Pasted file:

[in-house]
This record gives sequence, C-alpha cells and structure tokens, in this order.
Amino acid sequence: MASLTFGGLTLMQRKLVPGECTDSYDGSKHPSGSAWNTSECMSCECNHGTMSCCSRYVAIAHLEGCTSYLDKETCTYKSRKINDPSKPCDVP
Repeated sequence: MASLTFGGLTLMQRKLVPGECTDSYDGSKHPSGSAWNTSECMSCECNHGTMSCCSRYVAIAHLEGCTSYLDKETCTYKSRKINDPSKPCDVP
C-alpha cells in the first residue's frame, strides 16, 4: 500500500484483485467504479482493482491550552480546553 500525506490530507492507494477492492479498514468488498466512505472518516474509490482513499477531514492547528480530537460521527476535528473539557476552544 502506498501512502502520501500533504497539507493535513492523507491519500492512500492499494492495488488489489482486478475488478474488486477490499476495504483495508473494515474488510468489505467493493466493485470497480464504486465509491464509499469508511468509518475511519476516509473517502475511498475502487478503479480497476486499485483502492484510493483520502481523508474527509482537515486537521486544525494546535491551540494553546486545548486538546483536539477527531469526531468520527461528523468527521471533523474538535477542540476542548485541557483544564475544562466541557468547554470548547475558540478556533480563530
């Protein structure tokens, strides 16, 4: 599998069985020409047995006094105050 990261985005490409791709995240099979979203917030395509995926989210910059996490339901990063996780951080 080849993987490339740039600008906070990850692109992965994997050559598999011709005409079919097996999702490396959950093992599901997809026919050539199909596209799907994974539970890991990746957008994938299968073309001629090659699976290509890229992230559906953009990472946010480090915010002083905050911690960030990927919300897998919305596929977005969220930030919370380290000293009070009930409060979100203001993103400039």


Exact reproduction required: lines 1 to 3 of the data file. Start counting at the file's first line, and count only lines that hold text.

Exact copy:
[in-house]
This record gives sequence, C-alpha cells and structure tokens, in this order.
Amino acid sequence: MASLTFGGLTLMQRKLVPGECTDSYDGSKHPSGSAWNTSECMSCECNHGTMSCCSRYVAIAHLEGCTSYLDKETCTYKSRKINDPSKPCDVP